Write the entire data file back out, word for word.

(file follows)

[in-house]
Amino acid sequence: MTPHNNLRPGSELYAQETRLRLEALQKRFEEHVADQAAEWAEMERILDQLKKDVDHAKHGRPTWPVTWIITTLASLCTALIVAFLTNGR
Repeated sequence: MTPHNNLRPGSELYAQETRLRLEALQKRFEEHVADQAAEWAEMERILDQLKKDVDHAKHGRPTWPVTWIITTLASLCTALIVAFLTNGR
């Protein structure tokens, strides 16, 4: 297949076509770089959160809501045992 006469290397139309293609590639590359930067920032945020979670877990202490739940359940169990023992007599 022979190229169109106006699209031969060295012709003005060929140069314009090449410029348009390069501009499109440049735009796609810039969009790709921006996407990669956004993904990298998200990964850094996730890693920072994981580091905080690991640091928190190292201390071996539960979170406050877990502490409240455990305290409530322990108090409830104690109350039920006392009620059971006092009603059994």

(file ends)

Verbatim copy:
[in-house]
Amino acid sequence: MTPHNNLRPGSELYAQETRLRLEALQKRFEEHVADQAAEWAEMERILDQLKKDVDHAKHGRPTWPVTWIITTLASLCTALIVAFLTNGR
Repeated sequence: MTPHNNLRPGSELYAQETRLRLEALQKRFEEHVADQAAEWAEMERILDQLKKDVDHAKHGRPTWPVTWIITTLASLCTALIVAFLTNGR
């Protein structure tokens, strides 16, 4: 297949076509770089959160809501045992 006469290397139309293609590639590359930067920032945020979670877990202490739940359940169990023992007599 022979190229169109106006699209031969060295012709003005060929140069314009090449410029348009390069501009499109440049735009796609810039969009790709921006996407990669956004993904990298998200990964850094996730890693920072994981580091905080690991640091928190190292201390071996539960979170406050877990502490409240455990305290409530322990108090409830104690109350039920006392009620059971006092009603059994």